A recent Ninth Circuit Court of Appeals ruling (Martin v. City of Boise, 2018 U.S. App. LEXIS 25032) has generated a measure of concern, confusion and misinformation regarding the enforcement of a jurisdiction’s public camping and sit-lie related ordinances.
In a September 2018 narrow holding, the Court held that a Boise, ID ordinance violated the Eighth Amendment to the extent that it imposed criminal sanctions against homeless persons for sleeping outdoors, on public property, when they had no alternative shelter access available. The Ninth Circuit essentially ruled that criminalizing the status of being “homeless,” or criminalizing the “unavoidable consequences” of that status—such as sitting, lying or sleeping on sidewalks and other public grounds—may constitute cruel and unusual punishment under certain circumstances.
This federal court decision now affects laws in 9 western states, including California. It creates new challenges for public agencies to prosecute people for sleeping or camping on public property in violation of local ordinances. However, the City of Boise has indicated it may seek rehearing en banc by the entire 9th Circuit panel or an appeal to the U.S. Supreme Court. Meanwhile, the City of Eureka is reviewing our camping and sit-lie ordinances in light of Martin while EPD continues to maintain law and order through judicious use of other applicable laws and ordinances. The Court acknowledged cities may still limit the time and place where people sit, lie, or sleep in public places. Martin does not cover individuals who do have access to free shelter or the means to pay for it, but choose not to use it. Martin also does not apply to enforcement on private property or to particular times and locations where access to public property is restricted.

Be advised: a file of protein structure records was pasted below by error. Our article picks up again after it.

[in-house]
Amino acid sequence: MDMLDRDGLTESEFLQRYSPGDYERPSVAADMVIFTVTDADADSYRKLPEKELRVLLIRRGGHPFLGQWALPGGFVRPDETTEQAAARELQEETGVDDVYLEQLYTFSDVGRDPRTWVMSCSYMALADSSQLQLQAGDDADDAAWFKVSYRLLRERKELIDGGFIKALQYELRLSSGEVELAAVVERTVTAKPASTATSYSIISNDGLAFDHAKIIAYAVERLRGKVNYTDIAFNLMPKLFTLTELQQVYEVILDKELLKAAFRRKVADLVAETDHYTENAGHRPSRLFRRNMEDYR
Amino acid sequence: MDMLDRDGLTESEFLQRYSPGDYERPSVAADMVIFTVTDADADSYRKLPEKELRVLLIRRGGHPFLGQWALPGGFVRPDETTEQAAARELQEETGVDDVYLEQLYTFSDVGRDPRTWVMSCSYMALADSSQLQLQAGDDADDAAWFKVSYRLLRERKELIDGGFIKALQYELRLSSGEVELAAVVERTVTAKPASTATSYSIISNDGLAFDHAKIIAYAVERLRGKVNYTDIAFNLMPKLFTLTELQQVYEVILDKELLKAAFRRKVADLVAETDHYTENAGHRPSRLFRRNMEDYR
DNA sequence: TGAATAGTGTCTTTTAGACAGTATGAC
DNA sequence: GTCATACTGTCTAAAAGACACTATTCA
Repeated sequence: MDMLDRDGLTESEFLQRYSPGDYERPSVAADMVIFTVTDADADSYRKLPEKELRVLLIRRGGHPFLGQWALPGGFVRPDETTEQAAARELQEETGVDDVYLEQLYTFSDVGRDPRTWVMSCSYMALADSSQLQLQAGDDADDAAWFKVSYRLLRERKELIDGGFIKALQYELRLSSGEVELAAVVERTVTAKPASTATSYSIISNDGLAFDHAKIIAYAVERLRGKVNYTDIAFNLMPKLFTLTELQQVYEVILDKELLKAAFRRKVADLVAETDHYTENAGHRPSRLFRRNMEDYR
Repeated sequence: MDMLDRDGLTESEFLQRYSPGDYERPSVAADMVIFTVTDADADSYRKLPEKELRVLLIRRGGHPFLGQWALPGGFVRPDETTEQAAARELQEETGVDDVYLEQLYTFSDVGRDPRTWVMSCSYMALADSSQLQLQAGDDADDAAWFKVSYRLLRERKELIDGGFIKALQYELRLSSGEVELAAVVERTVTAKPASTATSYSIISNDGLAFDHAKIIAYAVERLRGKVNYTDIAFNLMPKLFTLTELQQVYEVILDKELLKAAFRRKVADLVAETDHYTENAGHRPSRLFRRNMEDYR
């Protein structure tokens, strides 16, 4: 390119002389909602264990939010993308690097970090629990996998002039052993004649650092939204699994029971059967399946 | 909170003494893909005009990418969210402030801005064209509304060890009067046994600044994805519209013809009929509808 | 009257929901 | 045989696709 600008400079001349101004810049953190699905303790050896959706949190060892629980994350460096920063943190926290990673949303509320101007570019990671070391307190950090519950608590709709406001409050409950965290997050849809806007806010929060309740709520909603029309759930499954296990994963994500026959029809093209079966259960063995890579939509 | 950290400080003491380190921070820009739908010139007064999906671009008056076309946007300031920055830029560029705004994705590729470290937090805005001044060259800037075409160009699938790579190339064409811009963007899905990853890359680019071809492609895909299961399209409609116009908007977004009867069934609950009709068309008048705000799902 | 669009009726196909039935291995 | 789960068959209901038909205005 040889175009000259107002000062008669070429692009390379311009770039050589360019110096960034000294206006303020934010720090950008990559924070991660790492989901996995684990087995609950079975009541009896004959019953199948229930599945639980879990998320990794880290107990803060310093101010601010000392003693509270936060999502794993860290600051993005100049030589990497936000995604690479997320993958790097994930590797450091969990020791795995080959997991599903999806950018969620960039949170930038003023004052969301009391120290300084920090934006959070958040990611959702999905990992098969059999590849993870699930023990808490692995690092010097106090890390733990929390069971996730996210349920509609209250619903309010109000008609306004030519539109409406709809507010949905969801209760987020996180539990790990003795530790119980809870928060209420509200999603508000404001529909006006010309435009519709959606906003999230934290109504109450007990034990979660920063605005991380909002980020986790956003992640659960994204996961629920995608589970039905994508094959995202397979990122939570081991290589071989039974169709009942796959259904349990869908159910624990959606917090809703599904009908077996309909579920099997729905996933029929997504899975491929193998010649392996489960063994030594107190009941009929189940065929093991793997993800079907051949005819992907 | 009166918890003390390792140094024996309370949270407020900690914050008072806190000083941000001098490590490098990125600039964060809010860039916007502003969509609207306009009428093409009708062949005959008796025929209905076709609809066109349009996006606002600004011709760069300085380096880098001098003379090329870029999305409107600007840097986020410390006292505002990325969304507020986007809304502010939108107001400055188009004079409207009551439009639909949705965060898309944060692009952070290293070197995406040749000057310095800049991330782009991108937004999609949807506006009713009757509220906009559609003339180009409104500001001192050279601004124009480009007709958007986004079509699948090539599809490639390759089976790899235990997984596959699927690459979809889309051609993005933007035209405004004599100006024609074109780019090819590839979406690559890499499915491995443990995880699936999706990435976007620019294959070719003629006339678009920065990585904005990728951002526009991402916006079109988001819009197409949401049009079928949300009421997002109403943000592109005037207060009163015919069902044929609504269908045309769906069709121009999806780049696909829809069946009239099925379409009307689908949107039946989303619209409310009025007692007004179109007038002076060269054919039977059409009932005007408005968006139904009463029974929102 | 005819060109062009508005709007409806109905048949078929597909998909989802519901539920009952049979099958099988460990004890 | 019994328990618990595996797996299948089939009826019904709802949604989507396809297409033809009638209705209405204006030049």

While Eureka is making some progress on this issue, Martin v. Boise further illuminates the critical need for more affordable housing and safe, legal shelter options in Humboldt County. The Eureka Rescue Mission, however, has consistently reported having unutilized shelter beds still available nightly. (For example, from September 1, 2018 – last report on November 6th, between 5-15 shelter beds have remained available daily.) Additionally, through an agreement between the City of Eureka and Saint Vincent de Paul, increased emergency shelter capacity for an additional 25 people is available year-round in the event the mission exceeds capacity.
The attached report was prepared to help inform people about the Martin ruling, its potential impact on our communities, next steps, and how the City of Eureka is moving forward in light of the Court’s decision and our ongoing homeless issues. While enforcement is sometimes necessary in the interests of public health, crime prevention, and the maintenance of safe, sanitary and accessible spaces, it is not EPD’s preferred option. Also included is information about the city’s new UPLIFT Eureka program. UPLIFT aims to guide homeless people to existing resources and work programs in the community with the assistance of volunteer “co-pilots” who will serve as advocates for the participants as they work their way to success. EPD is also working in partnership with UPLIFT Eureka to create a homeless diversion component to the program in lieu of referral to the criminal justice system and prosecution or fines for minor offenses.